Crafting an impact
By Julio Orozco and Amanda Charles
The Tourism industry has long been regarded as one of the primary vehicles contributing to the social and economic development of the countries of the Greater Caribbean. Tourism generates income, investment, employment and provides opportunities for diversifying local economies.
The industry has also driven the growth and development of small and medium enterprises (SMEs), many of which are skill-based service enterprises that are serviced primarily by women and youth in indigenous and rural communities.
These range from entertainment services related to cultural art-forms and expressions, to the production of arts and crafts, local cuisine and traditional skills such as hair braiding and basket weaving, among others.
The local culture in its myriad forms and expressions is an important element of a destination’s uniqueness and appeal, often differentiating one destination from another, and thus contributing to destination competitiveness.
This differentiation is increasingly more important for destinations seeking to maintain and grow their market share, given the increase in competition globally, as well as the changing consumer partners impacting tourism supply and demand.
Among the most direct and tangible expressions of culture are the local patrimonies of Arts and Crafts which are often specific to a particular country, community or social grouping.
‘Craft’ is evocative of the local history, culture and tradition, and thus is inextricably linked to the tourism product and experience of the locality from which it originates.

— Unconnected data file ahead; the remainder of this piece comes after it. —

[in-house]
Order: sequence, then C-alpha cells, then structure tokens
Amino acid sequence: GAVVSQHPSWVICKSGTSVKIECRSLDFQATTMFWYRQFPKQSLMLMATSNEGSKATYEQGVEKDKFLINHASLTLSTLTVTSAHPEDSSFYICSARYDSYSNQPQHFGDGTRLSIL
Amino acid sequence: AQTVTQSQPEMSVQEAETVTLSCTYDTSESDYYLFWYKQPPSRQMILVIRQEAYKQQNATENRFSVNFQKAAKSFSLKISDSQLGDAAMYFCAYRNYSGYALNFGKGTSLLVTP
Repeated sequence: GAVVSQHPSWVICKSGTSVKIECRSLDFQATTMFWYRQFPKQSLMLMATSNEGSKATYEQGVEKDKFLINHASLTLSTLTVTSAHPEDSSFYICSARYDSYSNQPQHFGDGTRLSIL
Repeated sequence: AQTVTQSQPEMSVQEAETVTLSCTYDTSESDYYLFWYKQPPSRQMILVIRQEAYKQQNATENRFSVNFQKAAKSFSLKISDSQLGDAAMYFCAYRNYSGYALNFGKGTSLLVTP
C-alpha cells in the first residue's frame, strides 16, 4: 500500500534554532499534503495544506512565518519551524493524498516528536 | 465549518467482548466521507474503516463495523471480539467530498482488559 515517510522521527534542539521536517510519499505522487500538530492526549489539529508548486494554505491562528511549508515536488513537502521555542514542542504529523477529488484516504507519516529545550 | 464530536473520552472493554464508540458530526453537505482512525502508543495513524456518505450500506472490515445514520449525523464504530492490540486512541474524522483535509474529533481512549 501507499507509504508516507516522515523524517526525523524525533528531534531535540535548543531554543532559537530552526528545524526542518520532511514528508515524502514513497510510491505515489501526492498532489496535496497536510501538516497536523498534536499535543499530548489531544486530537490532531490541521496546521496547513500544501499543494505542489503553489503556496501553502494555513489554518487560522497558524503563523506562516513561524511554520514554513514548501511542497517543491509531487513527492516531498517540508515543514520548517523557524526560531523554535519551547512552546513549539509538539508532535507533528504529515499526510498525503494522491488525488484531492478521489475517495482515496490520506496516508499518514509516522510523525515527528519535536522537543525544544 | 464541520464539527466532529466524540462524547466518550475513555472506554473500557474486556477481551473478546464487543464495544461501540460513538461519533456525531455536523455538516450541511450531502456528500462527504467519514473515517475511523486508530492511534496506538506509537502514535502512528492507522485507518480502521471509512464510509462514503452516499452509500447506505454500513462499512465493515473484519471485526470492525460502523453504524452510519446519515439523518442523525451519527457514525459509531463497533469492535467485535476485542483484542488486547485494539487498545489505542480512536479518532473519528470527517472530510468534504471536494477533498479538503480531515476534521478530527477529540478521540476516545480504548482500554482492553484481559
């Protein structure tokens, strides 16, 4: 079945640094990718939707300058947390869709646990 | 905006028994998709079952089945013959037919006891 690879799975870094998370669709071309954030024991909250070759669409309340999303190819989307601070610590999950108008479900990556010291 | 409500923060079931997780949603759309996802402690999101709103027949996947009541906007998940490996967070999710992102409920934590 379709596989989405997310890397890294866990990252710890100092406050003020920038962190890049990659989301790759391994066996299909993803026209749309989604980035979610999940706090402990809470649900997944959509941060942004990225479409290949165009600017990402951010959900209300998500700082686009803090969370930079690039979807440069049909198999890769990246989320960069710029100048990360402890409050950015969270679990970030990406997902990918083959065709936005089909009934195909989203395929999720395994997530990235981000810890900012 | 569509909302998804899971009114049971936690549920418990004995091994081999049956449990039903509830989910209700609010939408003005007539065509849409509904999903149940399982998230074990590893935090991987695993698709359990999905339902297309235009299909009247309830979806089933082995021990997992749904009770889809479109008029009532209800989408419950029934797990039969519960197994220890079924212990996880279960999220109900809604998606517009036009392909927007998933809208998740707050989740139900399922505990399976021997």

The craft tells the story of the place and its people, thereby generating interest and potentially repeat visits. It is the article or ‘memory’ exported from the ‘destination’ following a visit, and should therefore be representative of the uniqueness of place and cultural heritage.
Tourist’s appetite for local and hand-made ethnologies is well-documented and provides a means of channelling revenues from tourism back into national and local economies. For many Member Countries of the Association of Caribbean States (ACS), the vast and multi-faceted tourism industry provides a frequent influx of cultural enthusiasts, adventure-seekers, history buffs and world-heritage aficionados eager for “local” culturally-linked and indigenous products. For small entrepreneurs including cultural performers, vendors and producers of handcrafts, furnishings, soaps, specialty foods and many other hand-made products, the tourist market offers unlimited sales opportunities, with a diverse range of sales venues.
Research indicates that despite this potential, the region has been largely unable to capitalize on the economic growth opportunities created by tourism and thus the full socio-economic potential of the industry in generating linkages which leads to growth in ancillary sectors, remains under-utilised.
This is most prevalent in the market for arts and crafts and souvenirs, where currently, the majority of products available for purchase are sourced from foreign nations. In many vendor’s stalls across the region, it is common to find souvenirs, trinkets and other ‘local’ paraphernalia personalised with the country’s name, flag or other insignia, which are not made in the country of origin.